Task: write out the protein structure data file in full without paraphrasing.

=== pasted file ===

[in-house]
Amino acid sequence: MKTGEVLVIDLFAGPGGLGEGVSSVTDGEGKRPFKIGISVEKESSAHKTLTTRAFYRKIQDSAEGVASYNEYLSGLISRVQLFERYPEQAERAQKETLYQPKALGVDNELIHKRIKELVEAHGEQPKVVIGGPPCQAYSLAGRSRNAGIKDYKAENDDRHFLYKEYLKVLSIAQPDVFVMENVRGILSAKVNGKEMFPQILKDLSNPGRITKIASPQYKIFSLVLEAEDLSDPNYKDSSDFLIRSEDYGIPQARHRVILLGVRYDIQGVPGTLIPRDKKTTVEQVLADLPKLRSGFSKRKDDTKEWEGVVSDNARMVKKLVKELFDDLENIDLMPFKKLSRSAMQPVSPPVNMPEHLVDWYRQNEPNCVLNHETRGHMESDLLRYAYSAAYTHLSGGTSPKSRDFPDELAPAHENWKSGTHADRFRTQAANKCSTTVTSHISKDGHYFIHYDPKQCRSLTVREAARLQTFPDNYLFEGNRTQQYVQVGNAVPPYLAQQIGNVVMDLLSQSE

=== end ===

[in-house]
Amino acid sequence: MKTGEVLVIDLFAGPGGLGEGVSSVTDGEGKRPFKIGISVEKESSAHKTLTTRAFYRKIQDSAEGVASYNEYLSGLISRVQLFERYPEQAERAQKETLYQPKALGVDNELIHKRIKELVEAHGEQPKVVIGGPPCQAYSLAGRSRNAGIKDYKAENDDRHFLYKEYLKVLSIAQPDVFVMENVRGILSAKVNGKEMFPQILKDLSNPGRITKIASPQYKIFSLVLEAEDLSDPNYKDSSDFLIRSEDYGIPQARHRVILLGVRYDIQGVPGTLIPRDKKTTVEQVLADLPKLRSGFSKRKDDTKEWEGVVSDNARMVKKLVKELFDDLENIDLMPFKKLSRSAMQPVSPPVNMPEHLVDWYRQNEPNCVLNHETRGHMESDLLRYAYSAAYTHLSGGTSPKSRDFPDELAPAHENWKSGTHADRFRTQAANKCSTTVTSHISKDGHYFIHYDPKQCRSLTVREAARLQTFPDNYLFEGNRTQQYVQVGNAVPPYLAQQIGNVVMDLLSQSE